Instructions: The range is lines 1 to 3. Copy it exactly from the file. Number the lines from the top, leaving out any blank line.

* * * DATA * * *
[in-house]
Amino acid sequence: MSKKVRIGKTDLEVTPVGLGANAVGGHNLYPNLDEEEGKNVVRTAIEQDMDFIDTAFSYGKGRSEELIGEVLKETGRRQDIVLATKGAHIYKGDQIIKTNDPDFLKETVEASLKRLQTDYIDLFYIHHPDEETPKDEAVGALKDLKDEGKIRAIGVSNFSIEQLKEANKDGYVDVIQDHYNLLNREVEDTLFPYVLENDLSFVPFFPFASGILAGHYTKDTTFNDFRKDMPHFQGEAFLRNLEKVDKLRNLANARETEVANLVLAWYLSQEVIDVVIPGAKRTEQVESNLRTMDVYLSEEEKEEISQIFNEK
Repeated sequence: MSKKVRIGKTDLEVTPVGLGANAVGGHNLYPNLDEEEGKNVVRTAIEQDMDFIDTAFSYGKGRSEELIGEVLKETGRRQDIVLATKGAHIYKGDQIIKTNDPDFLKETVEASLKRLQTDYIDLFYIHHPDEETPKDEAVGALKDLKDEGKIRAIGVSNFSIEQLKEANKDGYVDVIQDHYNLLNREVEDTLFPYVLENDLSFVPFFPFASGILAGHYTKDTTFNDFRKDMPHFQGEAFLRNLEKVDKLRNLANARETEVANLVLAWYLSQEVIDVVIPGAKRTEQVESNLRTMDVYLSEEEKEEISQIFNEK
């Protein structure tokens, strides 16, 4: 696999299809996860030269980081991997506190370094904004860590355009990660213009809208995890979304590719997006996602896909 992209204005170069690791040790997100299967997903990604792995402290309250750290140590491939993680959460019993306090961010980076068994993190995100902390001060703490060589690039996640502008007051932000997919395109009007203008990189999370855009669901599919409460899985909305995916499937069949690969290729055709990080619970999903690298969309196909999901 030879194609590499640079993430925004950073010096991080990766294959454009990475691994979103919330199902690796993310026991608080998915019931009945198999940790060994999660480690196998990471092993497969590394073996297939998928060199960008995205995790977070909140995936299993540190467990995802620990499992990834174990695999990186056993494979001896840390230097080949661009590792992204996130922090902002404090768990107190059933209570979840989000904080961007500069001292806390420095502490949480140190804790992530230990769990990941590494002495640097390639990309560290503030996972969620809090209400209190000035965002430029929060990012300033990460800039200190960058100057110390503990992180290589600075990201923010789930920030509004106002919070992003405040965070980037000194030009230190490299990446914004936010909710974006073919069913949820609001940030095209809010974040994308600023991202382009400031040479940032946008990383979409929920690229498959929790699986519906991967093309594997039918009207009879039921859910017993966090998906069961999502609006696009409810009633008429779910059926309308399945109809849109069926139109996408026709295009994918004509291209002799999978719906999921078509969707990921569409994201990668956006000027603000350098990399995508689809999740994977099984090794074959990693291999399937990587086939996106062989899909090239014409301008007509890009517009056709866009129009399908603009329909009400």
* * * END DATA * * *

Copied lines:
[in-house]
Amino acid sequence: MSKKVRIGKTDLEVTPVGLGANAVGGHNLYPNLDEEEGKNVVRTAIEQDMDFIDTAFSYGKGRSEELIGEVLKETGRRQDIVLATKGAHIYKGDQIIKTNDPDFLKETVEASLKRLQTDYIDLFYIHHPDEETPKDEAVGALKDLKDEGKIRAIGVSNFSIEQLKEANKDGYVDVIQDHYNLLNREVEDTLFPYVLENDLSFVPFFPFASGILAGHYTKDTTFNDFRKDMPHFQGEAFLRNLEKVDKLRNLANARETEVANLVLAWYLSQEVIDVVIPGAKRTEQVESNLRTMDVYLSEEEKEEISQIFNEK
Repeated sequence: MSKKVRIGKTDLEVTPVGLGANAVGGHNLYPNLDEEEGKNVVRTAIEQDMDFIDTAFSYGKGRSEELIGEVLKETGRRQDIVLATKGAHIYKGDQIIKTNDPDFLKETVEASLKRLQTDYIDLFYIHHPDEETPKDEAVGALKDLKDEGKIRAIGVSNFSIEQLKEANKDGYVDVIQDHYNLLNREVEDTLFPYVLENDLSFVPFFPFASGILAGHYTKDTTFNDFRKDMPHFQGEAFLRNLEKVDKLRNLANARETEVANLVLAWYLSQEVIDVVIPGAKRTEQVESNLRTMDVYLSEEEKEEISQIFNEK